Given a script this weak, Johnny Depp must have decided that his only choice was to have some fun. So he plays an androgynous, staggering drunk and insane cap-tain Jack Sparrow. Well, his androgyny is limited to gestures. Still, the kids enjoy his costume changes as much as he does, and his goofy postures are being copied all over town. Come October, every ten-year-old boy in the nation will be demanding a beaded beard and a leather tricorn hat. Expect a run on eye shadow.

Depp’s performance is a reminder that it’s worth rent-ing everything he’s ever been in, starting with “Don Juan de Marco.” “Pirates of the Caribbean,” though, is just another Disney extrusion, the latest in a long stream. The next chunk up on the assembly line is “Haunted House,” also based on a theme park ride, starring Eddie Murphy. Which goes to show, there’s a difference between “synergy” and being out of ideas.

SUSAN DAVIS teaches at the University of Illinois, Champaign-Urbana.

 

More articles by:
October 17, 2018
John Steppling
Before the Law
James McEnteer
Larry Summers Trips Out
Frank Stricker
Wages Rising? 
Muhammad Othman
What You Can Do About the Saudi Atrocities in Yemen
Binoy Kampmark
Agents of Chaos: Trump, the Federal Reserve and Andrew Jackson
Karen J. Greenberg
Justice Derailed: From Gitmo to Kavanaugh
John Feffer
Why is the Radical Right Still Winning?
Dan Corjescu
Green Tsunami in Bavaria?
Rohullah Naderi
Why Afghan Girls Are Out of School?
George Ochenski
You Have to Give Respect to Get Any, Mr. Trump
Cesar Chelala
Is China Winning the War for Africa?
Mel Gurtov
Getting Away with Murder
W. T. Whitney
Colombian Lawyer Diego Martinez Needs Solidarity Now
Dean Baker
Nothing to Brag About: Scott Walker’s Economic Record in Wisconsin:
October 16, 2018
Gregory Elich
Diplomatic Deadlock: Can U.S.-North Korea Diplomacy Survive Maximum Pressure?
Rob Seimetz
Talking About Death While In Decadence
Kent Paterson
Fifty Years of Mexican October
Robert Fantina
Trump, Iran and Sanctions
Greg Macdougall
Indigenous Suicide in Canada
Kenneth Surin
On Reading the Diaries of Tony Benn, Britain’s Greatest Labour Politician
Andrew Bacevich
Unsolicited Advice for an Undeclared Presidential Candidate: a Letter to Elizabeth Warren
Thomas Knapp
Facebook Meddles in the 2018 Midterm Elections
Muhammad Othman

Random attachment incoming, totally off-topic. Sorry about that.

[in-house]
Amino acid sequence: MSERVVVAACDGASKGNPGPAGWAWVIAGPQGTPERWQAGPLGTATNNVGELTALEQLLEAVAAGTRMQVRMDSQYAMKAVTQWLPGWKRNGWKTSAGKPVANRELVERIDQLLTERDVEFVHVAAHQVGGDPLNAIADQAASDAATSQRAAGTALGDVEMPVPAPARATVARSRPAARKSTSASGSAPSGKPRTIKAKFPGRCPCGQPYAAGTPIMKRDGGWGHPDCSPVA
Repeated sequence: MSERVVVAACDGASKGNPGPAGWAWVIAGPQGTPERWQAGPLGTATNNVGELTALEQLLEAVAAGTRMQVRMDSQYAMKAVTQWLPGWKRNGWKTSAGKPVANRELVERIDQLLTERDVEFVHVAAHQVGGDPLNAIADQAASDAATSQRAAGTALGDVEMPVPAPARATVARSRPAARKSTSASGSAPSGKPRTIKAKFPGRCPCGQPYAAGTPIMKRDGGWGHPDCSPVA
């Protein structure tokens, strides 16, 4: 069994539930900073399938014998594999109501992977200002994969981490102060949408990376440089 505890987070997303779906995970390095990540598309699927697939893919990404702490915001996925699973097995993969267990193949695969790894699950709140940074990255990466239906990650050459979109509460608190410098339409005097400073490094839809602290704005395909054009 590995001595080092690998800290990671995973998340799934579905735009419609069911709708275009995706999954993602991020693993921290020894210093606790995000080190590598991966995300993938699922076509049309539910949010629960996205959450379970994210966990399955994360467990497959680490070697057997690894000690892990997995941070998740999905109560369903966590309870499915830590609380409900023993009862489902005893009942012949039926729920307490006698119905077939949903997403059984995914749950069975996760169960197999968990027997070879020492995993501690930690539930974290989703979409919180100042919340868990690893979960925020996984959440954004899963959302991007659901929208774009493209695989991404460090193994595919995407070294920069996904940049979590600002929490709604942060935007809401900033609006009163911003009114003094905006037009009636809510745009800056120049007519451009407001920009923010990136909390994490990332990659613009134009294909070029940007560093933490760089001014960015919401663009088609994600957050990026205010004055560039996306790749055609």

Khashoggi and Demetracopoulos
Gerry Brown
Lies, Damn Lies & Statistics: How the US Weaponizes Them to Accuse  China of Debt Trap Diplomacy
Christian Ingo Lenz Dunker – Peter Lehman
The Brazilian Presidential Elections and “The Rules of The Game”
Robert Fisk
What a Forgotten Shipwreck in the Irish Sea Can Tell Us About Brexit
Martin Billheimer
Here Cochise Everywhere
David Swanson
Humanitarian Bombs
Dean Baker
The Federal Reserve is Not a Church
October 15, 2018
Rob Urie
Climate Crisis is Upon Us
Conn Hallinan
Syria’s Chessboard
Patrick Cockburn
The Saudi Atrocities in Yemen are a Worse Story Than the Disappearance of Jamal Khashoggi
Sheldon Richman
Trump’s Middle East Delusions Persist
Justin T. McPhee
Uberrima Fides? Witness K, East Timor and the Economy of Espionage
Tom Gill
Spain’s Left Turn?
Jeff Cohen
Few Democrats Offer Alternatives to War-Weary Voters
Dean Baker
Corporate Debt Scares
Gary Leupp
The Khashoggi Affair and and the Anti-Iran Axis
Russell Mokhiber
Sarah Chayes Calls on West Virginians to Write In No More Manchins
Clark T. Scott
Acclimated Behaviorisms
Kary Love
Evolution of Religion
Colin Todhunter
From GM Potatoes to Glyphosate: Regulatory Delinquency and Toxic Agriculture
Binoy Kampmark
Evacuating Nauru: Médecins Sans Frontières and Australia’s Refugee Dilemma
Marvin Kitman
The Kitman Plan for Peace in the Middle East: Two Proposals
Weekend Edition
October 12, 2018
Friday - Sunday
Becky Grant
My History with Alexander Cockburn and The Financial Future of CounterPunch
FacebookTwitterGoogle+RedditEmail